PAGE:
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Petroleum Jelly for Baby Skin: Benefits and Precautions

Medically reviewed by Ruben Macapinlac, MD, DPPS · Pediatrics · Philippine Pediatric Society

Written by Lorraine Bunag, R.N. · Updated Jul 17, 2023

Petroleum Jelly for Baby Skin: Benefits and Precautions

Petroleum jelly is almost always included in the list of newborn essential items. But what makes this product so sought after by parents? Here’s what you need to know about petroleum jelly for baby skin.

Uses of Petroleum Jelly for Baby Skin

Petroleum jelly, as the name suggests, is a thick, waxy substance derived from oil. Although some people worry that it is toxic, experts say refined petroleum jelly is generally safe, even for baby skin.

Petroleum jelly has the following benefits:

1. It locks in skin moisture.

Newborn babies sometimes have very dry skin in their hands and ankles. While it looks concerning, experts say it could be temporary, so there might be no need for moisturizing lotions and creams.

What you could do instead is apply a thin layer of petroleum jelly1.

Unless the manufacturer adds moisturizer to their product, please note that petroleum jelly is not a moisturizer. Still, it helps lock in natural skin moisture by acting as a barrier.

2. It helps with crusting in the cradle cap.

Cradle cap or neonatal dandruff usually presents as thick, yellow patches on baby skin, commonly on the scalp. It also appears greasy and crusty.

According to experts, the cradle cap needs no other treatment than gentle washing as it would clear on its own. But, if you want to ease the crustiness, you can use petroleum jelly2.

3. It helps relieve diaper rash.

Your baby can also benefit from petroleum jelly if they are prone to diaper rashes.

The American Academy of Dermatology Association said that if your baby develops diaper rash, consider applying petroleum jelly to their bottom during each nappy change3. With the right care, your baby’s rash would clear within days.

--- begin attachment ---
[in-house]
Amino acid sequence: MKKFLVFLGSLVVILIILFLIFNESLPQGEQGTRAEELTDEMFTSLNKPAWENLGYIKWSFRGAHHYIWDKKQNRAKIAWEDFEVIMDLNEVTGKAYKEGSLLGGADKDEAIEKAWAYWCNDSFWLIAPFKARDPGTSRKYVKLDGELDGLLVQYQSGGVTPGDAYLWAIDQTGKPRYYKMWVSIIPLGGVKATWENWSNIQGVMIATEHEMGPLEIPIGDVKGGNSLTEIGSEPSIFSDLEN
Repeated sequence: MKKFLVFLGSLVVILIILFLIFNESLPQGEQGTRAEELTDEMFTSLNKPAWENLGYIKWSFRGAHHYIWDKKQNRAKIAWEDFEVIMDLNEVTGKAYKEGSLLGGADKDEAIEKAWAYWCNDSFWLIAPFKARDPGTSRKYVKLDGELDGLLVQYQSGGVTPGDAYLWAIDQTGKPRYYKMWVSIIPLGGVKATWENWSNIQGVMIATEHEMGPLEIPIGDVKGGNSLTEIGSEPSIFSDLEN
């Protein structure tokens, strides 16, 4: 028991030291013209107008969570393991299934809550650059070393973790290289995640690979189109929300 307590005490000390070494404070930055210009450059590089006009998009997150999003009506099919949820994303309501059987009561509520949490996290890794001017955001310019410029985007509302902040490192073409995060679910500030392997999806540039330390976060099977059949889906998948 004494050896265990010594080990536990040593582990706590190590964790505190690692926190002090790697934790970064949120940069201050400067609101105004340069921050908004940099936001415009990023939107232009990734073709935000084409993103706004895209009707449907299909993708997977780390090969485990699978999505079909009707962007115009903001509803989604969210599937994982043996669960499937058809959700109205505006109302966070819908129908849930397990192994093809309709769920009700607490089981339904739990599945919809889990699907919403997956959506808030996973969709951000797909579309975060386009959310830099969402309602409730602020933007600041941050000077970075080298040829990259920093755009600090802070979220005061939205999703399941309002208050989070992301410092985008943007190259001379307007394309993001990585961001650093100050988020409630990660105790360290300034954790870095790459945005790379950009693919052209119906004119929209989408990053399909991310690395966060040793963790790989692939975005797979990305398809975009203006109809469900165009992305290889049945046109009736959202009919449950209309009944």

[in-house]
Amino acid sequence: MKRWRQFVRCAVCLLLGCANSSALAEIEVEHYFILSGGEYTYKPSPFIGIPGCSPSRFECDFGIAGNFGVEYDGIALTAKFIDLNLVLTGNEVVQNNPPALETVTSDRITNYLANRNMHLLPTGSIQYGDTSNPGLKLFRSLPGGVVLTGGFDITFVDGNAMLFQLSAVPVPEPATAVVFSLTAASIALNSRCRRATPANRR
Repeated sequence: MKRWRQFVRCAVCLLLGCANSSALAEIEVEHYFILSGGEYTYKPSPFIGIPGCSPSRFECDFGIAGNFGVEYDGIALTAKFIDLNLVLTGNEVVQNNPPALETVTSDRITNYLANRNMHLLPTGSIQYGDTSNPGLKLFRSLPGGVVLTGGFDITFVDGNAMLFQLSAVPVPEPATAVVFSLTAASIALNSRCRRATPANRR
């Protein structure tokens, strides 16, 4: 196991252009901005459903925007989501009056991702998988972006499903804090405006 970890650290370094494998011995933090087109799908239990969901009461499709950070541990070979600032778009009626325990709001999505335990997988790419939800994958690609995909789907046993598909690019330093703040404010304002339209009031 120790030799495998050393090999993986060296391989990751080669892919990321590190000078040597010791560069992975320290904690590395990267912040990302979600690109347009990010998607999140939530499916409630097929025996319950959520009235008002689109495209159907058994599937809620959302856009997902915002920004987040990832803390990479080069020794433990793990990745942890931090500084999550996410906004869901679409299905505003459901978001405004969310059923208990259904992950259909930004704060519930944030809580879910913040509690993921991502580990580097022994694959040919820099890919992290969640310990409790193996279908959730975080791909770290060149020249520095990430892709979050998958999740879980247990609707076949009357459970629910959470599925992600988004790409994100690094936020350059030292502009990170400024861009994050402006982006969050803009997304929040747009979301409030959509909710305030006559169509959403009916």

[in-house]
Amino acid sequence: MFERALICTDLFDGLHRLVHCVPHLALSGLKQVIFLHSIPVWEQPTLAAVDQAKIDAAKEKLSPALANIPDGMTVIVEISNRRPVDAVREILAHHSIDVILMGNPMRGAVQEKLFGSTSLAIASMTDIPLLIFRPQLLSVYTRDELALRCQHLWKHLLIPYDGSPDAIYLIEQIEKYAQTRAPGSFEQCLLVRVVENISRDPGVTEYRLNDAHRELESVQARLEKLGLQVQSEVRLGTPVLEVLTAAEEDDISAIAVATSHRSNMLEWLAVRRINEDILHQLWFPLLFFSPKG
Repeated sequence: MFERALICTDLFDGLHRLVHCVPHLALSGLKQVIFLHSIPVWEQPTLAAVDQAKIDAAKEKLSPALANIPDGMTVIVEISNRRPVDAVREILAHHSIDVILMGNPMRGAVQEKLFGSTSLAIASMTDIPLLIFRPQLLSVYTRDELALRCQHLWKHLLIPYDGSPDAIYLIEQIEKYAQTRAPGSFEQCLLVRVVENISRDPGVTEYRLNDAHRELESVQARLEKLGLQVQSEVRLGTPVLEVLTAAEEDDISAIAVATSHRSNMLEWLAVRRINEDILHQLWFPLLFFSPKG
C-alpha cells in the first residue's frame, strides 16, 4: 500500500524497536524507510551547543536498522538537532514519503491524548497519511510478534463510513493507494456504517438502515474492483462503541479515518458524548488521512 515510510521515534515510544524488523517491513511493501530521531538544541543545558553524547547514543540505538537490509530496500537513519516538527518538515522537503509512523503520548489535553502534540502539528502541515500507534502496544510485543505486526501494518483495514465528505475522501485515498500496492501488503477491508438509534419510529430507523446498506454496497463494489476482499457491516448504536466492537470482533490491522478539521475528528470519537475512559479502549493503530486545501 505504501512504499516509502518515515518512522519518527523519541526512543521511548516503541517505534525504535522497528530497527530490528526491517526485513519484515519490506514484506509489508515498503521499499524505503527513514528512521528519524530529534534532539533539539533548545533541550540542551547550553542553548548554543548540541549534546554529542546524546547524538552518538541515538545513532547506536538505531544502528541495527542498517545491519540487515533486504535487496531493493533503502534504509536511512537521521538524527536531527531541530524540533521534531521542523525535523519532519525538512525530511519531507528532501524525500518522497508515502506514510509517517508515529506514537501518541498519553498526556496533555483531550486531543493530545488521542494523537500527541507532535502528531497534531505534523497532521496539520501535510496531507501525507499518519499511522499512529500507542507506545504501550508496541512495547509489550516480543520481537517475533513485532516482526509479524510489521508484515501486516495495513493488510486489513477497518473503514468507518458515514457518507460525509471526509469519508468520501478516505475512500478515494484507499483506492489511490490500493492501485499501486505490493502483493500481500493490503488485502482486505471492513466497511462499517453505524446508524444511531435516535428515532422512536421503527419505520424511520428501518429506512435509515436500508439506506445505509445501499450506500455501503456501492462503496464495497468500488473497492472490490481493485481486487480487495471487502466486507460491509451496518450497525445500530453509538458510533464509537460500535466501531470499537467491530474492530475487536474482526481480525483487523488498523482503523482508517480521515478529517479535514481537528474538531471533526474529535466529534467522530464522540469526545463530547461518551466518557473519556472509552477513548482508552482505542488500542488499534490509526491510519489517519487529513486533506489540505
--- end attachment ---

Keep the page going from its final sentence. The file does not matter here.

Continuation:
Petroleum jelly is not necessary to prevent diaper rash, as the best way to avoid it is to keep baby skin clean and dry. Still, some reports say it helps protect the skin from future diaper rash4.

4. It could be an affordable way to help relieve eczema.

Eczema is a common condition among babies, and while you might need to purchase other skincare products to treat it in the future, petroleum jelly might be enough for now.

To treat baby eczema, doctors recommend applying petroleum jelly to the skin right after a bath, while the skin is still damp5.

petroleum jelly for baby

How to Choose Petroleum Jelly for Baby Skin

Remember that when it comes to baby skincare, less is always more.

Choose a petroleum jelly from a trusted brand, and steer away from scented and dyed varieties. Don’t forget to read the product labels, too, since some are made specifically for baby care, so they might be better.

Finally, only buy petroleum jelly from trusted stores to avoid counterfeit products.

Cautions in using Petroleum Jelly

While petroleum jelly might be a good product to help treat mild baby skin problems, it still comes with some potential dangers. Case in point, your baby may be allergic to petroleum-derived products.

So, before using petroleum jelly on your little one, don’t forget to test it first by applying a small amount to a small area of the skin. Leave the product for 24 hours, but check your baby’s skin from time to time. If they develop allergic reactions (redness, swelling, etc.) wash the area immediately and do not proceed with using it.

Another thing: Parents sometimes apply petroleum jelly below or directly on their baby’s nose when they have skin irritation due to cold. While this practice is generally safe for older children and adults, babies require closer supervision because they might accidentally ingest or inhale the product.

Finally, please do not use petroleum jelly for all of your baby’s skin problems. Before using the product, and especially if you want to use it to address skin concerns, bring your little one to their pediatrician first.

Learn more about Babycare here


Hello Health Group does not provide medical advice, diagnosis or treatment.

Medically reviewed by

Ruben Macapinlac, MD, DPPS

Pediatrics · Philippine Pediatric Society

Written by Lorraine Bunag, R.N. · Updated Jul 17, 2023

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